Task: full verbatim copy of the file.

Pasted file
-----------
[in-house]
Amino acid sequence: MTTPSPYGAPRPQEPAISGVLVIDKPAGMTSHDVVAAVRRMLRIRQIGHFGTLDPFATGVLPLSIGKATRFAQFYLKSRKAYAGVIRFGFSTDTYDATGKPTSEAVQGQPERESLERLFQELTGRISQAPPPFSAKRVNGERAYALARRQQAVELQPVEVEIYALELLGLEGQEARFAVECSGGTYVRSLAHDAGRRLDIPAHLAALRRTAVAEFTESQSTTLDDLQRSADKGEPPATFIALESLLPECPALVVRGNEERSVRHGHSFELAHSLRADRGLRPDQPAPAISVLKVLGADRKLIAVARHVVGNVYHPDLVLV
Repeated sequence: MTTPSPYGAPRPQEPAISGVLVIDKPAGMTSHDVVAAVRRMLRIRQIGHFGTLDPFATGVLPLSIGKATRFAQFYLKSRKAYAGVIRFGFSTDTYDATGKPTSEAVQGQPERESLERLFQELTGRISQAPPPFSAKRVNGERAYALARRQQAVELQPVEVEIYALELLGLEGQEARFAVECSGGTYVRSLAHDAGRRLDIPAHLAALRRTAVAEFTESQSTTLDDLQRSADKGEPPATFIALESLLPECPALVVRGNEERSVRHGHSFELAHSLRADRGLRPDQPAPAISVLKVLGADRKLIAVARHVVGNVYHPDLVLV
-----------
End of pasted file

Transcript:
[in-house]
Amino acid sequence: MTTPSPYGAPRPQEPAISGVLVIDKPAGMTSHDVVAAVRRMLRIRQIGHFGTLDPFATGVLPLSIGKATRFAQFYLKSRKAYAGVIRFGFSTDTYDATGKPTSEAVQGQPERESLERLFQELTGRISQAPPPFSAKRVNGERAYALARRQQAVELQPVEVEIYALELLGLEGQEARFAVECSGGTYVRSLAHDAGRRLDIPAHLAALRRTAVAEFTESQSTTLDDLQRSADKGEPPATFIALESLLPECPALVVRGNEERSVRHGHSFELAHSLRADRGLRPDQPAPAISVLKVLGADRKLIAVARHVVGNVYHPDLVLV
Repeated sequence: MTTPSPYGAPRPQEPAISGVLVIDKPAGMTSHDVVAAVRRMLRIRQIGHFGTLDPFATGVLPLSIGKATRFAQFYLKSRKAYAGVIRFGFSTDTYDATGKPTSEAVQGQPERESLERLFQELTGRISQAPPPFSAKRVNGERAYALARRQQAVELQPVEVEIYALELLGLEGQEARFAVECSGGTYVRSLAHDAGRRLDIPAHLAALRRTAVAEFTESQSTTLDDLQRSADKGEPPATFIALESLLPECPALVVRGNEERSVRHGHSFELAHSLRADRGLRPDQPAPAISVLKVLGADRKLIAVARHVVGNVYHPDLVLV